The opposite ends of the shell 3 are closed by being pinched down as indicated at 25. These ends are fastened together in some manner to prevent leakage of gas, such as by aircwelding. Preferably, inlet and outlet bushings 27 of the type normally used in muffier manufacturing are inserted between the tube 7 and the housing 'at opposite ends to provide a means for attachment to other components in an exhaust silencing system. If desired, however, the inner tube 7 may be extended out of one or both ends to provide the attachment bushings.
In use, gas flow through the tube 7 will be subject to the silencing effect of the series of spit chambers 19 on the one side and the quincke chamber 9 ion the other side.
The structure illustrated is capable of substantial modification, especially with respect to the number and size of chambers 19 and 9. One or more spit chambers could be put on the same side as chamber 9 by using the pinch down technique 21. Of course, that side of the conduit 7 in such spit chambers would then be perforated or louvered. As previously indicated, the bank of louvers 13 is preferred but other openings may be used and they may be located at the outlet end or such other point along the length of chamber 9 as may be desired. If desire, instead of spit chambers 19, a sec-0nd independent quincke or quarter wave length chamber may be formed on that side of the conduit 7 in which case limited communication will be provided between the conduit 7 and such chamber. The opposite modification is also possible, i.e., form all spit chambers on both sides of the tube 7 by pinching down at desired points on each side. Two or more quincke chambers could be provided on one side by :using the pinch down technique 21. If a single wrap shell 3 is used, the ends may be swaged down into contact with the inlet and outlet bushings and the tube 7 instead of using the pinched joints at 25. In a silencing system, one or more of these units of same or different sizes may be employed and it will be seen that the unit 1 can be bent after it has been assemble-d. Bending in some cases maybe facilitated by disposing the pinched sections 21 at different advantageous angles.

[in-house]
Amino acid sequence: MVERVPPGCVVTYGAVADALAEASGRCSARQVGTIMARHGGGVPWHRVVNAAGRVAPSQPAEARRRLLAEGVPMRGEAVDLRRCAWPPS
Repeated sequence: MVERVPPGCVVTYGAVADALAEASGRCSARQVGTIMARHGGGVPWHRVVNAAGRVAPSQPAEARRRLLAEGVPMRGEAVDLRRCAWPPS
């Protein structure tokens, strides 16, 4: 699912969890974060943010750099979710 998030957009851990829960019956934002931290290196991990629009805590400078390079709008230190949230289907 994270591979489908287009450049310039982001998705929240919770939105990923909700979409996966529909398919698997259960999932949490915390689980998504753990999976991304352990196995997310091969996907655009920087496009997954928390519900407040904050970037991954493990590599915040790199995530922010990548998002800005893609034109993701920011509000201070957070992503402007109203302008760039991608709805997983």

FIGURE shows a modified silencer 101 in Which the cross-sectional area of the two longitudinal chambers 103 and 105 on opposite sides of the center tube 107 is increased so as to give more chamber volume and more area for louver openings, as indicated by arcs L. The center tube 107 and shell 109 are shown as concentric but they could be offset as shown in FIG- URES 1-4.
In the silencer 101 the shell 109 is substantially higher than center tube 107 but longitudinal inwardly extending channels 111 and 113 are formed in the top and sides of it to engage and be spotwelde-d at x to the top and bottom of the tube 107 along the full length that the two are coextensive. Otherwise, the silencer 101 may be of the same construction as the unit 1 previously described. Thus, pinched down folds 115 may be formed on one side of the shell to divide the chamber 103 into a series of short length spit chambers corresponding to chambers 19.